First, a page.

We employed an IMS approach to discover unexpected changes in the molecular content and spatial distribution of the ONC lipidome during IIR. While previous studies have defined the spatial organization of lipids in naïve optic nerve, ours addresses injury and regeneration-induced molecular remodeling of the tissue. We used this approach to show that inflammation in the posterior segment increases the inflammatory response in the nerve per se, beyond that observed in crush injury alone. Associated discriminant mass spectral features were suggestive of growth-permissive remodeling of the crush injury site. However, the molecular mechanisms that govern this process and the degree to which it ultimately influences the regenerative outcome remain unknown. To our knowledge, this is the first formal lipidomics approach taken to study any form of optic nerve regeneration and represents a potentially powerful new mode of molecular discovery. MALDI IMS is well-suited for tissue lipidomic profiling, but the technology is versatile and our general approach to molecular discovery in optic nerve regeneration or other forms of optic nerve injury need not be limited to lipids. 
Acknowledgments
The authors thank M. Alec Marin for helpful discussion and Shannan R. Eddington for technical assistance. 
Supported by Research to Prevent Blindness, the UCLA EyeSTAR Program, National Institutes of Health/NIGMS Grant 5P41GM103391-07-8142 (RMC), and the Frank Stein and Paul S. May Grant for Innovative Glaucoma Research (Glaucoma Research Foundation) (DTS).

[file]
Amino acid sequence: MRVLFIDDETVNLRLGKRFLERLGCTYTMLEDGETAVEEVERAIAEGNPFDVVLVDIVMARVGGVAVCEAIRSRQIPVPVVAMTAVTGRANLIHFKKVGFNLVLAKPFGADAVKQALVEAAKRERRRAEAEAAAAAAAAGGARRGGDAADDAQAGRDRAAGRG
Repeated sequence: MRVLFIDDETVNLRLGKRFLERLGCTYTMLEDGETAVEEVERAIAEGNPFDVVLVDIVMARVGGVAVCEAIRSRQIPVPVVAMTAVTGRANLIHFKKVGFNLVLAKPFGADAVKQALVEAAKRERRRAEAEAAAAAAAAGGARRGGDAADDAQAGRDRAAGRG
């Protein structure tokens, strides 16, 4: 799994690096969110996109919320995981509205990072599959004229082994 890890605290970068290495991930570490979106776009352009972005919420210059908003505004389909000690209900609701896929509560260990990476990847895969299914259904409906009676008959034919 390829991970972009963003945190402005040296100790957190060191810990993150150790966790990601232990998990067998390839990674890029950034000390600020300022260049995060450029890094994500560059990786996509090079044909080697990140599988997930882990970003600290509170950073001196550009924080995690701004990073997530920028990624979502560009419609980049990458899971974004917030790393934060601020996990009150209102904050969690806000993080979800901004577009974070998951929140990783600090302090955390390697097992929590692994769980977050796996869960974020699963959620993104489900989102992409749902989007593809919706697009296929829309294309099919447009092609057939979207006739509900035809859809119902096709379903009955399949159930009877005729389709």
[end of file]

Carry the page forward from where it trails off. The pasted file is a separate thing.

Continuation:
Disclosure: D.T. Stark, None; D.M.G. Anderson, None; J.M.K. Kwong, None; N.H. Patterson, None; K.L. Schey, None; R.M. Caprioli, None; J. Caprioli, None 
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Figure 1
 
MALDI IMS process overview. Thin tissue sections are mounted on MALDI target plates and coated with chemical matrix that assists laser desorption and ionization of tissue matrix. As a laser is rastered through a predefined array of coordinate locations (pixels), each location is associated with a unique mass spectrum. Ion signal intensities are encoded as different hues in a color lookup table, and images are created by plotting signal intensities of ions of interest by pixel location. Data-mining approaches are used to discover discriminant spectral features.
Figure 1
 
MALDI IMS process overview. Thin tissue sections are mounted on MALDI target plates and coated with chemical matrix that assists laser desorption and ionization of tissue matrix. As a laser is rastered through a predefined array of coordinate locations (pixels), each location is associated with a unique mass spectrum. Ion signal intensities are encoded as different hues in a color lookup table, and images are created by plotting signal intensities of ions of interest by pixel location. Data-mining approaches are used to discover discriminant spectral features.